Mr Schocroft said he rejected an offer of $600,000 which was then raised to $625,000.

"We rejected that too, knowing that the true market value of the land was more than $950,000 and up to $1.2 million," he said.

Springwood Master Plan which shows designs for an art gallery, busway and the extension to Springwood Park.
Springwood Master Plan which shows designs for an art gallery, busway and the extension to Springwood Park.

 

Last June, the family submitted two of its own offers which were rejected.

The council then conducted a fourth land valuation and submitted its final offer of $700,000, which equated to $865/sq m.

Mr Schocroft said between January 2018 and March 2018 five development sites on Cinderella Drive were sold at an average of $1429/sq m.

According to CoreLogic data, there have been 56 sales of detached houses on blocks sized between 700sqm and 900sqm in Springwood since January 2018 at an average rate per square metre of $715.

On that basis, the property's estimated value would be $578,000.

However, properties which have traded along Cinderella Dve are at a premium to the broader Springwood market.

There have been three sales of detached houses on blocks sized between 800sqm and 900sqm recorded since August 2017, with an average rate per square metre of $980.

On that basis, the property's estimated value would be $792,000.

In March 2018, two amalgamated properties at 40 (759sqm) and 42 Cinderella Drive (768sqm) with a total land area of 1528sqm sold for $2.5 million, equating to a rate per square metre of $1636.

A development approval for 18 units plus food and drink outlet or office or shop was granted in February 2017 on 40 Cinderella Dve.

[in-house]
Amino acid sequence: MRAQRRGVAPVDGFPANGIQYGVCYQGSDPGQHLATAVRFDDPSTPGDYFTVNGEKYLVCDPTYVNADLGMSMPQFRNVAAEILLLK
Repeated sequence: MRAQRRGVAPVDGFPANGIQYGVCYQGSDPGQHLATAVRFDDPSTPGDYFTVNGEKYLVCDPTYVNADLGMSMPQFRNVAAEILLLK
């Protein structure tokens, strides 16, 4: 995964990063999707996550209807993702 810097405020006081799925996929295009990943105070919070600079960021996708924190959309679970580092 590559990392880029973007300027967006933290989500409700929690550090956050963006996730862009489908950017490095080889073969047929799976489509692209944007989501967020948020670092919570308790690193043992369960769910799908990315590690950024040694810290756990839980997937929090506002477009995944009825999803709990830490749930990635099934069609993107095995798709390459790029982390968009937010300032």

A development approval for a boundary realignment, 36 units, food and drink outlook, office and shop was granted in May 2016.

On that basis, the property's estimated value as a development site would be $1,323,000.

Logan City Council owns 10 properties on Cinderella Drive, including one which is 26,010sqm of parkland.

The last recorded purchase by council was of 75 Cinderella Drive (746sqm) in May 2017 for $500,000.

Logan City Council owns 39 properties in Springwood.

 

An artist’s impression of a future Springwood.
An artist’s impression of a future Springwood.

 

Mr Schocroft said the health of his wife, Sue McPherson, had been affected from what had started out as a simple property transaction.

"We're willing to sell, council is willing to buy but they tried to rip us off," he said.

"They've repeatedly done everything to hide this from public scrutiny including sealing the council file and avoiding any action required to resolve the situation such as land resumption.

"They've failed in their duty of care to us and to the community as projects in Springwood have been delayed."

The matter is before acting CEO Silvio Trinca, who has been asked to consider compulsory resumption.

However, Local Government Minister Stirling Hinchliffe said resolving the land sale was now the sole responsibility of Logan administrator Ms O'Shea and he had forwarded details to her.

The family said if Mr Trinca refused compulsory acquisition, the matter should be sent to next week's Treasury committee meeting for Ms O'Shea to rule on.



BEFORE AND AFTER: Photos reveal Nymboida bushfire devastation

premium_icon BEFORE AND AFTER: Photos reveal Nymboida bushfire...

Stunning photos reveal extent of some of the damage to the village following recent...

Grafton businesses elect one in the chamber

premium_icon Grafton businesses elect one in the chamber

New leader confirmed and sets out agenda with “fresh focus” on engagement

Released Taliban prisoner’s link to Grafton centenarian

premium_icon Released Taliban prisoner’s link to Grafton centenarian

Australian man held in Afghanistan has deep links to Clarence Valley